§ Mr. John Fraser
I beg to move Amendment No. 52, in page 26, line 9, leave out 'section 6' and insert 'Parts II to IV'.
Mr. Deputy Speaker
I do not have the proposals of the Government as to the grouping of amendments. It would be useful if we could be given advance notice of the amendments which the Government wish to group together.
§ Mr. Fraser
Both these amendments are technical. Amendment No. 52 removes a technical fault. The amendment removes the risk that actions which would normally fall within Clause 6 might, when Clause 6 only is disapplied, 1572 become unlawful by some other provision of the Bill rather than becoming clearly lawful.
§ Amendment No. 53 removes an anomaly in subsection 3(a) of Clause 43. The amendment makes the relevant test the likely future area of employment rather than the physical location of the training.
§ Amendment agreed to.
Amendment made: No. 53, in page 27, line 3, leave out from 'persons' to 'which' in line 4 and insert
'who are of the sex in question, and who appear likely to take up that work in that area, access to facilities for training'.—[Mr. John Fraser.]
§ Mr. Alison
I beg to move Amendment No. 54, in page 27, line 30, at end insert—'(6) References in the foregoing subsections to the absence of persons of one particular sex, or their presence only in small numbers, shall not be taken as an inference that the absence of an exact balance, or an approximate balance, in the numbers of the different sexes, constitutes evidence of discrimination as specified in Part I of this Act'.This is an exploratory amendment. One of the views that the public hold about the Bill is that it seeks to redress the balance in employment opportunities and the actual employment of women. It is thought that it will produce the result that in many industries and sectors of employment there will be a much greater number of women employed and that they will represent a much higher proportion of the total work force than is at present the case. However, the Government have not at any point in the Bill taken a position that indicates whether or not it is desirable that there should be a rough balance between the sexes in any given sector.
The purpose of the amendment is to give the Minister an opportunity to make plain the Government's attitude towards achieving a rough balance, and to explain why it has not been felt necessary to spell out any clear formula somewhere in the Bill of the implications of the concept of a balance of the sexes in certain employment opportunities, the Government having been at pains to note the fact that in some situations relatively small numbers are involved. That is matter that is taken into account in the Bill.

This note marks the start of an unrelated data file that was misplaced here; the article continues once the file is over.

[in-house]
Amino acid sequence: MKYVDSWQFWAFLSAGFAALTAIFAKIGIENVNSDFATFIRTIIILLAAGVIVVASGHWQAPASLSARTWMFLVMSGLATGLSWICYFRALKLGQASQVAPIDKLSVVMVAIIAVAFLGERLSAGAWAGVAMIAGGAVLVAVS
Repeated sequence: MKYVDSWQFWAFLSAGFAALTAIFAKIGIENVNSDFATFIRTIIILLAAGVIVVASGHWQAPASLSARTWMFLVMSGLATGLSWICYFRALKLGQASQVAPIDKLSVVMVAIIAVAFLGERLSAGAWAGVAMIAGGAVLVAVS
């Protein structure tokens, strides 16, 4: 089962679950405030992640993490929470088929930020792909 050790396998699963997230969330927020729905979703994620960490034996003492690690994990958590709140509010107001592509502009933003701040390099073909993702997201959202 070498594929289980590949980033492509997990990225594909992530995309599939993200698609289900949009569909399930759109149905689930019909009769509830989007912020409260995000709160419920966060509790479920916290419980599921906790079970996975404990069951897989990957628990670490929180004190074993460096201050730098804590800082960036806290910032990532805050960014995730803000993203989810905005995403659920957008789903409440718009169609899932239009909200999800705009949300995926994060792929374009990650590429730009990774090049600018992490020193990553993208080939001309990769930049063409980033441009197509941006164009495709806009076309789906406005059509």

1573 But should there not be some reference to the fact that a balance is an ideal to be aimed at? If such a balance is not held by the Government to be an ideal to be aimed at, should there not be a rough balance of the sexes in certain kinds of employment? It should be made clear that the Equal Opportunities Commission, for example, is not expected to regard an absence of anything approaching a balance of employment between the sexes in particular sectors of industry as constituting prima facie evidence that something has gone wrong. I hope that the Minister can comment briefly on this matter.
§ Mr. John Fraser
The Government have made it clear that the Bill is not intended to lead to an imposition of quotas. We considered the arguments about a balance of the sexes being achieved. Such a balance can operate in favour of and against women. We decided against having any balance clause in the Bill. The Bill is intended in the main to allow people to proceed on their merits and free from discrimination. We think that that is the right approach.
In Clause 43 we contemplate a possibility where there is an area of employment where women have by tradition always been excluded or in which they have not naturally come forward. The employer cannot discriminate or give preferential treatment in terms of recruitment. Pre-recruitment training, for example, might enable women the better to fight for an area of employment where traditionally in the past they have not been involved.
In presenting a case to the tribunal or the courts a woman may support her case by pointing to evidence that no woman has ever been employed in the work in question. I emphasise that that of itself will not be sufficient to demonstrate her own rejection on the ground of sex. I give an assurance that Clause 43 does not carry the implication which the amendment suggests. With that assurance, I hope that the amendment can be withdrawn.
§ Amendment, by leave, withdrawn.